Socioeconomic Dimensions of Resilience to Seaport and Highway Transportation Network Disruptions

Serving as a critical portal of the nation’s supply-chain, seaports and its associated transportation infrastructure, such as bridges and highways, are especially vulnerable to disruptions from a variety of causes, including but not limited to natural disasters, technological accidents, cyber breaches, and terrorist attacks. The economic impacts of these incidents can be extensive well beyond the on-site operations at the port complex, through the supply-chain effects of the disruptions and/or delays of delivering imports and exports from ports to their destinations and vice versa. The proposed research will build on prior work of the principal investigators in analyzing the impacts of port disruptions and the role of resilience -- ways to reduce the impacts of disruptions to imports and exports through such tactics as ship rerouting, use of excess capacity at the port, use of inventories, conservation, supply-chain realignments, and rescheduling of economic activities. The added contribution of this project will proceed along two dimensions. First, to fill in an important gap in the port and transportation network disruption literature, we will examine not only the impacts of port and transportation network disruption and the effectiveness of resilience tactics across economic sectors, but also across socioeconomic groups. Thus, the focus will not only be on how various types of businesses cope with import and export disruptions, but also how various consumer income groups cope with supply shortfalls of household goods and associated price increases. To perform this additional layer of analysis, we will integrate a multi-sector income distribution matrix into the economic analysis following the work of Rose and Oladosu (2002), Oladosu and Rose (2007), and Rose et al. (2012). Second, to derive accurate estimates of the socioeconomic impacts of disruptions to the port and associated transportation infrastructure, we will establish a formal linkage between the socioeconomic impact model and a transportation network model. The modeling will be applied to a simulated earthquake scenario that affects commodity flows in and out of POLA/POLB and the associated inland highway transportation network.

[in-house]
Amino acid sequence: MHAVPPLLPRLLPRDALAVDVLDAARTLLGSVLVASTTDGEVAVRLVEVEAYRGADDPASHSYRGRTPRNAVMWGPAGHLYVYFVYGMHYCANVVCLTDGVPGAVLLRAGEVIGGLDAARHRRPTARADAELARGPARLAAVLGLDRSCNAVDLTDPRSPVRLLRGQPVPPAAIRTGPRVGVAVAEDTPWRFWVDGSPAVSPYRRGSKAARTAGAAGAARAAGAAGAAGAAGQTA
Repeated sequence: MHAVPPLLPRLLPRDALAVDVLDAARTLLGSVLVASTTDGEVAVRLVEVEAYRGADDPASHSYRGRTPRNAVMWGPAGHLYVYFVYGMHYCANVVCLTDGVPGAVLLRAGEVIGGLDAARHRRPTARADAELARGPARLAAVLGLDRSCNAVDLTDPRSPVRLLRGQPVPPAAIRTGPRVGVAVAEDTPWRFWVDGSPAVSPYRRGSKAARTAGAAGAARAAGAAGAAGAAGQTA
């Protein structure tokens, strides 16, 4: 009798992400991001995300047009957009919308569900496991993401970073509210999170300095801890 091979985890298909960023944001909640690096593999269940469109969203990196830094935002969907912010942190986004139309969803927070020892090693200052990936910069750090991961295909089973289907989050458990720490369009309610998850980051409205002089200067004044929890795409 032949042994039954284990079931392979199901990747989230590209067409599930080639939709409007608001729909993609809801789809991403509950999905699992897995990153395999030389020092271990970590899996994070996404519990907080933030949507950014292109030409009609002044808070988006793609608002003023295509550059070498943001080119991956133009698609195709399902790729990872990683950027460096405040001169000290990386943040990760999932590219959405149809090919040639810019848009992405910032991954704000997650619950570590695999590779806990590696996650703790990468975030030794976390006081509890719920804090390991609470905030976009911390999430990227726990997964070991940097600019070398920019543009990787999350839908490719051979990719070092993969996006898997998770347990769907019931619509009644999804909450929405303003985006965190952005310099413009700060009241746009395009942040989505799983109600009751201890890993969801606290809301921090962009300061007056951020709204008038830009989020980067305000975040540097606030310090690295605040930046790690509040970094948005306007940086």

• English


  • Status: Active
  • Funding: $99,600.00
  • Sponsor Organizations:

    California Department of Transportation

    1227 O Street
    Sacramento, CA  United States  95843
  • Managing Organizations:

    METRANS Transportation Center

    University of Southern California
    Los Angeles, CA  United States  90089-0626
  • Project Managers:

    Brinkerhoff, Cort

    Soriano, Katrina

  • Performing Organizations:

    University of Southern California, Los Angeles

    University Park Campus
    Los Angeles, CA  United States  90089
  • Principal Investigators:

    Wei, Dan

  • Start Date: 20190201
  • Expected Completion Date: 20200131
  • Actual Completion Date: 0
  • USDOT Program: University Transportation Centers

Subject/Index Terms

Filing Info

  • Accession Number: 01698468
  • Record Type: Research project
  • Source Agency: METRANS Transportation Center
  • Files: RiP
  • Created Date: Mar 4 2019 12:21PM